Stronger evidence from well-designed, controlled experi- mental studies also supports direct instructional guidance (e.g., see Moreno, 2004; Tuovinen & Sweller, 1999).
Klahr and Nigam (2004) tested transfer following discovery learning, found that those relatively few students who learned via discovery ‘showed no signs of superior quality of learning’.
Re-visiting Sweller’s ‘Story of a Research Program.
From last week: Goal free effect, worked example effect, split attention effect.
My post from this week on trying out the goal free effect in my classroom.
See full paper here.
David Geary provided the relevant theoretical constructs (Geary, 2012). He described two categories of knowledge: biologically primary knowledge that we have evolved to acquire and so learn effortlessly and unconsciously and biologically secondary knowledge that we need for cultural reasons. Examples of primary knowledge are learning to listen and speak a first language while virtually everything learned in educational institutions provides an example of secondary knowledge. We invented schools in order to provide biologically secondary knowledge. (pg. 11)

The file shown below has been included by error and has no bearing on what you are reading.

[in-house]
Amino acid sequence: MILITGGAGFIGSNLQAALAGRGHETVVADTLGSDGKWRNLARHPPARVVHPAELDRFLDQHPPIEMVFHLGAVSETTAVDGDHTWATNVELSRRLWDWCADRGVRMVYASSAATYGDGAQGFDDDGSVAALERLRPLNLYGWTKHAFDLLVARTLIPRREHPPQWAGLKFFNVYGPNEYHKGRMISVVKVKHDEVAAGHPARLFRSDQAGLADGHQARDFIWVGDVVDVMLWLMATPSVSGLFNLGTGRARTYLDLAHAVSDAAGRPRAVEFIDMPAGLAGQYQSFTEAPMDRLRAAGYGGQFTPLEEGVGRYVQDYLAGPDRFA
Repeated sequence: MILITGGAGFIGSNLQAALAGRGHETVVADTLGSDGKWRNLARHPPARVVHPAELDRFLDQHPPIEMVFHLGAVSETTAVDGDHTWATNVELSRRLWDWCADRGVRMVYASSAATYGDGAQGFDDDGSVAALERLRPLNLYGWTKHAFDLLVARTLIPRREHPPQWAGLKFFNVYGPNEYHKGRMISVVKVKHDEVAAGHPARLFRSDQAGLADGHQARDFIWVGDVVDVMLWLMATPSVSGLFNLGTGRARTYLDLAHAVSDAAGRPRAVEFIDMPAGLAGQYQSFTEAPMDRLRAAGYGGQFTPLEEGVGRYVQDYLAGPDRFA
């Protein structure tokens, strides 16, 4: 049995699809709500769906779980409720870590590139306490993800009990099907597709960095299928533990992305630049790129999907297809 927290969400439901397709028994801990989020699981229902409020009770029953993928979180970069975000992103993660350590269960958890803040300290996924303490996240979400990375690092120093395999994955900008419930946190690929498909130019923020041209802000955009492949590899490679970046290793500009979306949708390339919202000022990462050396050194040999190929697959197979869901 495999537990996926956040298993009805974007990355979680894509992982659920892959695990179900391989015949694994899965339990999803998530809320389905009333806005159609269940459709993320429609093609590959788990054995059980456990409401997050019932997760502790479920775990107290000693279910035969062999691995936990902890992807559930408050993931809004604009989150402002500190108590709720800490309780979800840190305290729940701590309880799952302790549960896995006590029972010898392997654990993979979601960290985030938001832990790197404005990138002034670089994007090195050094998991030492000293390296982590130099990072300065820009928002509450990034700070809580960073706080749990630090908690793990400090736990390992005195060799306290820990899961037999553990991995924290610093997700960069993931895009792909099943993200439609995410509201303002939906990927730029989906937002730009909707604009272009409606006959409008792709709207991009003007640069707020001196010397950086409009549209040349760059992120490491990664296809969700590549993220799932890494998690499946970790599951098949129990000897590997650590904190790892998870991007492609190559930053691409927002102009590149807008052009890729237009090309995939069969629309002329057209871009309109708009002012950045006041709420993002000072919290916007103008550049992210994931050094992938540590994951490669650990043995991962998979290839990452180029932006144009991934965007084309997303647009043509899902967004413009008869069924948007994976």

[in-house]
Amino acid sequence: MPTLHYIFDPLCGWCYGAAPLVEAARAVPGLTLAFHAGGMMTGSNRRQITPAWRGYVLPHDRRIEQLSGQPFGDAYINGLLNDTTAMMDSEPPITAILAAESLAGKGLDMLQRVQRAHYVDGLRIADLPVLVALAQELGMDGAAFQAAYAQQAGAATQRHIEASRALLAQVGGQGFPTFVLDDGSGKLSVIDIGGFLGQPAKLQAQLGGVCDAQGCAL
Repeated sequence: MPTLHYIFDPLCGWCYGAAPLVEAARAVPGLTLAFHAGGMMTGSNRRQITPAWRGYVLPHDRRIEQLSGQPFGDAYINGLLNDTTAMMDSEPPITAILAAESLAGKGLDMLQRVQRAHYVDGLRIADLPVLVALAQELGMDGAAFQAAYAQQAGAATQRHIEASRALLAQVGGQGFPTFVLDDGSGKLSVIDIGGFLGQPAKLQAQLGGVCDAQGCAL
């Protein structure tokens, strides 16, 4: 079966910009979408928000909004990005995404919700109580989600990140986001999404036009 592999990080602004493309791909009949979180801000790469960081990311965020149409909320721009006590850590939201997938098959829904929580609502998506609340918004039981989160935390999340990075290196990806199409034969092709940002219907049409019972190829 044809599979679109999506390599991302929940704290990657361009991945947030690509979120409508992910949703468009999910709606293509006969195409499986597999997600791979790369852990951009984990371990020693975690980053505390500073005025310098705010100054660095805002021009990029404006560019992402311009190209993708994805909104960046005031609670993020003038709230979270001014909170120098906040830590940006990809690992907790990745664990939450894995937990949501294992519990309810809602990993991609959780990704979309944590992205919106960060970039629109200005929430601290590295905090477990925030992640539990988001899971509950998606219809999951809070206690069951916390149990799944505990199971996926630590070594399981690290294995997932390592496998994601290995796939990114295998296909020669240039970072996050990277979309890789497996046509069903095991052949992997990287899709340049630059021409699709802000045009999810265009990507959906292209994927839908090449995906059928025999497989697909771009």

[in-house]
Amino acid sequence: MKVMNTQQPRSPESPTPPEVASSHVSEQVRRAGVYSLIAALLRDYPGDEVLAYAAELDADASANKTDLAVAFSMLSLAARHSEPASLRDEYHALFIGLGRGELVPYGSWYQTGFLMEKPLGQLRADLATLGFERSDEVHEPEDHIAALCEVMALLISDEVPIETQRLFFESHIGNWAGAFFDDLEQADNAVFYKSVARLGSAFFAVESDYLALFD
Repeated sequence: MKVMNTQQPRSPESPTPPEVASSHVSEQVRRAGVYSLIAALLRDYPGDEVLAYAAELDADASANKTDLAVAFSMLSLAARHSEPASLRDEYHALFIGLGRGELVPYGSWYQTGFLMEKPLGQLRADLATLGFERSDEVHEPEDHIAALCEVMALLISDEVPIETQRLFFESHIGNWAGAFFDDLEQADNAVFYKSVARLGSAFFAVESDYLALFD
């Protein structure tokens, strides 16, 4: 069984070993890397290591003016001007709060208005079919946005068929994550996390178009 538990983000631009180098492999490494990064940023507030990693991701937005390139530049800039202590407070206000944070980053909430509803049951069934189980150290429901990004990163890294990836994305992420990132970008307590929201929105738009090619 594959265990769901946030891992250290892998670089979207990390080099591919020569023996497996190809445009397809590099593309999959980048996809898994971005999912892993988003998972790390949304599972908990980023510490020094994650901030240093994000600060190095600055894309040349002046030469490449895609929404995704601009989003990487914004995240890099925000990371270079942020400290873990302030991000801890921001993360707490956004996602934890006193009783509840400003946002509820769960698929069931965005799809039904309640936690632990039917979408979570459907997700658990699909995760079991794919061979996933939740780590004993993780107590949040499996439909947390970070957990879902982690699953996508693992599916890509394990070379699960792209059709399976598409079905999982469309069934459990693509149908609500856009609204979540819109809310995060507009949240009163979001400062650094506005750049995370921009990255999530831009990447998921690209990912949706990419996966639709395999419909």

For many years our field had been faced with arguments along the following lines. Look at the ease with which people learn outside of class and the difficulty they have learning in class. They can accomplish objectively complex tasks such as learning to listen and speak, to recognise faces, or to interact with each other, with consummate ease. In contrast, look at how relatively difficult it is for students to learn to read and write, learn mathematics or learn any of the other subjects taught in class. The key, the argument went, was to make learning in class more similar to learning outside of class. If we made learning in class similar to learning outside of class, it would be just as natural and easy.